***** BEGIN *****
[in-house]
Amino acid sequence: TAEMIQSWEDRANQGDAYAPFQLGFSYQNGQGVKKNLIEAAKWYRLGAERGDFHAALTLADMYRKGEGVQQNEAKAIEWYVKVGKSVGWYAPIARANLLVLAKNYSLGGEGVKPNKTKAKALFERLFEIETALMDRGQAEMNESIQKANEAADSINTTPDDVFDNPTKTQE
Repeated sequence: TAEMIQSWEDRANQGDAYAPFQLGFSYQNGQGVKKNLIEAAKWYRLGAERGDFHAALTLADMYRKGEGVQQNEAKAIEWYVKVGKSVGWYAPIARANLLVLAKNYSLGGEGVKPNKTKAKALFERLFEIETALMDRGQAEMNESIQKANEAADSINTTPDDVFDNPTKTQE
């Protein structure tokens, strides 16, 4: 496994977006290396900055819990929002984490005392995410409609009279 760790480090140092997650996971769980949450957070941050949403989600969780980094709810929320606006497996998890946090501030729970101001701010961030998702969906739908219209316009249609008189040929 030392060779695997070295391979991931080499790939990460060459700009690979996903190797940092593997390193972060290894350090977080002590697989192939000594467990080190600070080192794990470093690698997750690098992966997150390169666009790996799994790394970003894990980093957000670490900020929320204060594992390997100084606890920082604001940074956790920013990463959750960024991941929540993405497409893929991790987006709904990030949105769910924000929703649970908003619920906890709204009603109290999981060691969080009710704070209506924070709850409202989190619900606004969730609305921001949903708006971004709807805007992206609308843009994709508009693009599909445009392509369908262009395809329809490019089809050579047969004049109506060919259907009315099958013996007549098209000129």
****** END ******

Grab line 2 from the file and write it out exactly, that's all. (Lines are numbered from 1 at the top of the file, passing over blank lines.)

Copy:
Amino acid sequence: TAEMIQSWEDRANQGDAYAPFQLGFSYQNGQGVKKNLIEAAKWYRLGAERGDFHAALTLADMYRKGEGVQQNEAKAIEWYVKVGKSVGWYAPIARANLLVLAKNYSLGGEGVKPNKTKAKALFERLFEIETALMDRGQAEMNESIQKANEAADSINTTPDDVFDNPTKTQE